There are also studies that show that women who teach are treated differently by students and colleagues than men who teach. People of color who teach are treated differently then white professors. We have inherent biases in behavior that mean we have different expectations for how to treat people and what behavior we expect from them. Women professors are more likely to be thought of as “shrews” when they are assertive, but that same behavior is encouraged in men. Women are not encouraged to negotiate when they are offered jobs but we always expect men to negotiate for more money. Women who do negotiate are often perceived more negatively and it can influence their job opportunities. The expectation that women teachers in general are supposed to be nurturing and maternal effects how women are treated in the classroom both as the teacher and the student. Women also tend to drop out of higher education when they have children and are more likely to be in contingent faculty positions as opposed to tenure track positions because of the biological realities of child bearing. This is bad for both men and women as they work to combat those stereotypes, but it does disproportionally affect women in terms of career and economics.
What form of sexism do you see the most?
I think that most women have experienced micro-aggressions at some point in their lives. Micro-aggressions are when sexism is veiled, so instead of overt sexism, when women are made to feel less than by comments or treated poorly, and then told to “lighten up!” or “it’s a just a joke!”. Micro aggressions are the reason women politicians are discussed in terms of their hair or wardrobe by the media, as opposed to their ideas. It is when a group of people have a meeting and everyone assumes the women will make cookies or coffee without a thought about asking if the men should bring the cookies. Or the expectation that women are supposed to clean or maintain the office kitchen or other roles that aren’t really part of their job descriptions, but are just expected. This is true in terms of many areas of a woman’s life- and often women are made to feel that if they protest these types of things they are being overly sensitive, because it’s not overt sexism, but it does have an impact.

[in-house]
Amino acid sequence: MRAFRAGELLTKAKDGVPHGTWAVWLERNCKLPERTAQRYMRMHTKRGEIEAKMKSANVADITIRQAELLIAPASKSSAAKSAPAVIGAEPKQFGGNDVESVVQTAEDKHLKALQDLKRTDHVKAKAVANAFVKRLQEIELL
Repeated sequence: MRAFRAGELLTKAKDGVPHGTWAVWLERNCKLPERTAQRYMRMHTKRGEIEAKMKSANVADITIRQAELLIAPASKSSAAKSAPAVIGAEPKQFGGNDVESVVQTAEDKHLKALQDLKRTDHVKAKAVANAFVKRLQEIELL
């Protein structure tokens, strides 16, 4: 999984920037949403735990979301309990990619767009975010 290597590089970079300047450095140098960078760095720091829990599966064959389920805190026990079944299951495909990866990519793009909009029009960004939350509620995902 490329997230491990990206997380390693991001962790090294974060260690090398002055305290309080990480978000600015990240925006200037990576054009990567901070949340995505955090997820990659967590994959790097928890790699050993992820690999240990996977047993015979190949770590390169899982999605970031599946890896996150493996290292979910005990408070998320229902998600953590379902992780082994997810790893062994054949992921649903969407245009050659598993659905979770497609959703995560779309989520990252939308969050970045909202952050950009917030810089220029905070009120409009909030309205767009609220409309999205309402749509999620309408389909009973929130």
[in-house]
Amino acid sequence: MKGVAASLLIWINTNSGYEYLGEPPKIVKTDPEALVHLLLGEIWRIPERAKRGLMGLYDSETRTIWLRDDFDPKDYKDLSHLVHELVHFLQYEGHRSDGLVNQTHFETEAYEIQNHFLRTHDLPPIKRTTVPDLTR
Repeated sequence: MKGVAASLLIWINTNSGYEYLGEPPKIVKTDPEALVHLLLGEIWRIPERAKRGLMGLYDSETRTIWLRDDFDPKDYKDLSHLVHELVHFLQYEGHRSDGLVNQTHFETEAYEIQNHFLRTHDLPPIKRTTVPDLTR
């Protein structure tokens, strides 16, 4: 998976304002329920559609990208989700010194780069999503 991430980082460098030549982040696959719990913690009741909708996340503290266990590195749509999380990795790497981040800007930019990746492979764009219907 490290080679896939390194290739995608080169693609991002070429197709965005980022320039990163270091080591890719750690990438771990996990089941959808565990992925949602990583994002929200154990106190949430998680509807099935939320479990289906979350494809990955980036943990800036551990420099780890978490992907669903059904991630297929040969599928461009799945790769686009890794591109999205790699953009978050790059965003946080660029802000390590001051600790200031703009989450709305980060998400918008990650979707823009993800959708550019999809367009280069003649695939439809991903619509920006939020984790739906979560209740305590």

I would say that men face sexism as well. Our culture tells men to suppress their emotions and to act in particular ways that are harmful for men as well. Sexism doesn’t just impact women, it also impacts men in negative ways. We continue in this culture to have a very rigid gender binary and that is harmful to anyone who doesn’t conform to the binary.
Do you think feminists can succeed in gaining equality if people do not understand what feminists are trying to accomplish?
Any time a movement is working toward something, there is always a need for awareness and advocacy. I think as people learn about the movement and what feminism actually stands for, it is hard to argue for continuing inequality for anyone. Again, I don’t think it is so much the label, as the work for equality.
What motivated you to go into academia and address issues of gender?
In terms of motivation, I was working on my M.A. degree in communication studies, and I started to notice that there were many examples of gendered representations in the media that I was examining for my thesis and that those representation were very interesting! I wasn’t planning to research gender specific topics, but it ended up emerging because I couldn’t talk about my work without including these important representations. I research medicine and women’s health, and so gender has to be a part of how I talk about my research, and I also think it has to be a way that we think about the world that we live in. Intersectionality (thinking about issues of race, gender, class and privilege and how they overlap) is very important in both my work and my life.
Do you have any final thoughts?
I think it would be great if more people were exposed to the history of the women’s movement in this country, and if people would do the research to learn about the movement as opposed to listening to the negative hype. If you want to disagree with something, take the time to learn about it. Be an educated dissenter!
Jillian Klean Zwilling is a Ph.D. candidate in the Department of Communication and an instructor in the Department of Gender and Women’s Studies at the University of Illinois. Her research is centered in the medical humanities and rhetorical theory. She examines women’s health issues through the medium of advertising.